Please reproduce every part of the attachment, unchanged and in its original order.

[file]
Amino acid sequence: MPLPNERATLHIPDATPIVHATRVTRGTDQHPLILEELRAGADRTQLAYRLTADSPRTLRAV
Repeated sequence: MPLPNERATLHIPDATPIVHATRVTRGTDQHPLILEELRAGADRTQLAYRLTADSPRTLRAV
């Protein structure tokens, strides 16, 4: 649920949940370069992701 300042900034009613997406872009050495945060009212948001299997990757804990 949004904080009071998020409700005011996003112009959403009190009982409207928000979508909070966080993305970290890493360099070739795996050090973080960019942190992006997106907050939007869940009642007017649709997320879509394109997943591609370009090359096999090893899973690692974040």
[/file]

Amino acid sequence: MPLPNERATLHIPDATPIVHATRVTRGTDQHPLILEELRAGADRTQLAYRLTADSPRTLRAV
Repeated sequence: MPLPNERATLHIPDATPIVHATRVTRGTDQHPLILEELRAGADRTQLAYRLTADSPRTLRAV
């Protein structure tokens, strides 16, 4: 649920949940370069992701 300042900034009613997406872009050495945060009212948001299997990757804990 949004904080009071998020409700005011996003112009959403009190009982409207928000979508909070966080993305970290890493360099070739795996050090973080960019942190992006997106907050939007869940009642007017649709997320879509394109997943591609370009090359096999090893899973690692974040």